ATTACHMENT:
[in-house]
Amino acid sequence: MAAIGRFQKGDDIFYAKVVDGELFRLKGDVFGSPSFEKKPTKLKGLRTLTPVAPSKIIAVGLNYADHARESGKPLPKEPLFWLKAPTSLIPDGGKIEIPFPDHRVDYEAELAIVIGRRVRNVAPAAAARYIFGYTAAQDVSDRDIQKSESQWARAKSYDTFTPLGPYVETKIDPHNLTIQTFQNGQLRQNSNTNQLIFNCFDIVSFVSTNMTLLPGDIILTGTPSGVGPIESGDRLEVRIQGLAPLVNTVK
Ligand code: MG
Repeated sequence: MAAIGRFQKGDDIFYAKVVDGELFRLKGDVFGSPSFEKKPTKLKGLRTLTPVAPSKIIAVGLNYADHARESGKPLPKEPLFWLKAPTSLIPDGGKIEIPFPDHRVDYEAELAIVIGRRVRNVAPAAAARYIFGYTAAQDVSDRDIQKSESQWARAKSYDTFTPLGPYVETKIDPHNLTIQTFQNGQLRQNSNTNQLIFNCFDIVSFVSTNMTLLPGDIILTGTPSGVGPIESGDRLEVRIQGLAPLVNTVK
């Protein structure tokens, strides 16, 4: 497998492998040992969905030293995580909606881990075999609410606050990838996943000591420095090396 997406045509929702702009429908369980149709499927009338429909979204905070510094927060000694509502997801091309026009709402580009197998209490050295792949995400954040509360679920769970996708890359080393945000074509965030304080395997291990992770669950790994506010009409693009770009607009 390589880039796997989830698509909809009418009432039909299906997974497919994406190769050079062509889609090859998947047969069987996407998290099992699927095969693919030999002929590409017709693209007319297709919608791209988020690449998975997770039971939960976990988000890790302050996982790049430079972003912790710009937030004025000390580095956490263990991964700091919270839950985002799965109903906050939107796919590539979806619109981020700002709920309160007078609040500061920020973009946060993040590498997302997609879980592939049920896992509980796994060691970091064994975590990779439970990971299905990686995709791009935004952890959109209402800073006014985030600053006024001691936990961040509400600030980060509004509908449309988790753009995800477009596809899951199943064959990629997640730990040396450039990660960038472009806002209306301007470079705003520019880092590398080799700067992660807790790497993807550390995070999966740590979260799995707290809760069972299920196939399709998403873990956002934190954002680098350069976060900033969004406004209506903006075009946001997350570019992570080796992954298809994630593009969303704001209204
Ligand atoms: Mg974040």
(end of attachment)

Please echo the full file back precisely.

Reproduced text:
[in-house]
Amino acid sequence: MAAIGRFQKGDDIFYAKVVDGELFRLKGDVFGSPSFEKKPTKLKGLRTLTPVAPSKIIAVGLNYADHARESGKPLPKEPLFWLKAPTSLIPDGGKIEIPFPDHRVDYEAELAIVIGRRVRNVAPAAAARYIFGYTAAQDVSDRDIQKSESQWARAKSYDTFTPLGPYVETKIDPHNLTIQTFQNGQLRQNSNTNQLIFNCFDIVSFVSTNMTLLPGDIILTGTPSGVGPIESGDRLEVRIQGLAPLVNTVK
Ligand code: MG
Repeated sequence: MAAIGRFQKGDDIFYAKVVDGELFRLKGDVFGSPSFEKKPTKLKGLRTLTPVAPSKIIAVGLNYADHARESGKPLPKEPLFWLKAPTSLIPDGGKIEIPFPDHRVDYEAELAIVIGRRVRNVAPAAAARYIFGYTAAQDVSDRDIQKSESQWARAKSYDTFTPLGPYVETKIDPHNLTIQTFQNGQLRQNSNTNQLIFNCFDIVSFVSTNMTLLPGDIILTGTPSGVGPIESGDRLEVRIQGLAPLVNTVK
């Protein structure tokens, strides 16, 4: 497998492998040992969905030293995580909606881990075999609410606050990838996943000591420095090396 997406045509929702702009429908369980149709499927009338429909979204905070510094927060000694509502997801091309026009709402580009197998209490050295792949995400954040509360679920769970996708890359080393945000074509965030304080395997291990992770669950790994506010009409693009770009607009 390589880039796997989830698509909809009418009432039909299906997974497919994406190769050079062509889609090859998947047969069987996407998290099992699927095969693919030999002929590409017709693209007319297709919608791209988020690449998975997770039971939960976990988000890790302050996982790049430079972003912790710009937030004025000390580095956490263990991964700091919270839950985002799965109903906050939107796919590539979806619109981020700002709920309160007078609040500061920020973009946060993040590498997302997609879980592939049920896992509980796994060691970091064994975590990779439970990971299905990686995709791009935004952890959109209402800073006014985030600053006024001691936990961040509400600030980060509004509908449309988790753009995800477009596809899951199943064959990629997640730990040396450039990660960038472009806002209306301007470079705003520019880092590398080799700067992660807790790497993807550390995070999966740590979260799995707290809760069972299920196939399709998403873990956002934190954002680098350069976060900033969004406004209506903006075009946001997350570019992570080796992954298809994630593009969303704001209204
Ligand atoms: Mg974040």